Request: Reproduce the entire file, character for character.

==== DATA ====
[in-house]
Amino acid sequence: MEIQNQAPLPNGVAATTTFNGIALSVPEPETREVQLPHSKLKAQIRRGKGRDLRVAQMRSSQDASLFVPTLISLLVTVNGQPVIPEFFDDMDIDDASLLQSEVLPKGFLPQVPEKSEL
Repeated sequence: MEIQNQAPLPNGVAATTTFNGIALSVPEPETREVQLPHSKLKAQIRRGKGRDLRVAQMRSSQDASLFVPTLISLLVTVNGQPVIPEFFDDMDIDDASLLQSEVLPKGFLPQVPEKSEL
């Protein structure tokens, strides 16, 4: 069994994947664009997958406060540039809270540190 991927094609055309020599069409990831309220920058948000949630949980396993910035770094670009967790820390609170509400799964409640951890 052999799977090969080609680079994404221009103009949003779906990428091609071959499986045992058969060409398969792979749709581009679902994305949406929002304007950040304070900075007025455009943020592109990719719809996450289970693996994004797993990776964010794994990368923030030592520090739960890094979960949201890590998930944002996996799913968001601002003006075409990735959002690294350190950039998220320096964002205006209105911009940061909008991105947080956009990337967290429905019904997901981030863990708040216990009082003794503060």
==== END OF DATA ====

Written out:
[in-house]
Amino acid sequence: MEIQNQAPLPNGVAATTTFNGIALSVPEPETREVQLPHSKLKAQIRRGKGRDLRVAQMRSSQDASLFVPTLISLLVTVNGQPVIPEFFDDMDIDDASLLQSEVLPKGFLPQVPEKSEL
Repeated sequence: MEIQNQAPLPNGVAATTTFNGIALSVPEPETREVQLPHSKLKAQIRRGKGRDLRVAQMRSSQDASLFVPTLISLLVTVNGQPVIPEFFDDMDIDDASLLQSEVLPKGFLPQVPEKSEL
């Protein structure tokens, strides 16, 4: 069994994947664009997958406060540039809270540190 991927094609055309020599069409990831309220920058948000949630949980396993910035770094670009967790820390609170509400799964409640951890 052999799977090969080609680079994404221009103009949003779906990428091609071959499986045992058969060409398969792979749709581009679902994305949406929002304007950040304070900075007025455009943020592109990719719809996450289970693996994004797993990776964010794994990368923030030592520090739960890094979960949201890590998930944002996996799913968001601002003006075409990735959002690294350190950039998220320096964002205006209105911009940061909008991105947080956009990337967290429905019904997901981030863990708040216990009082003794503060």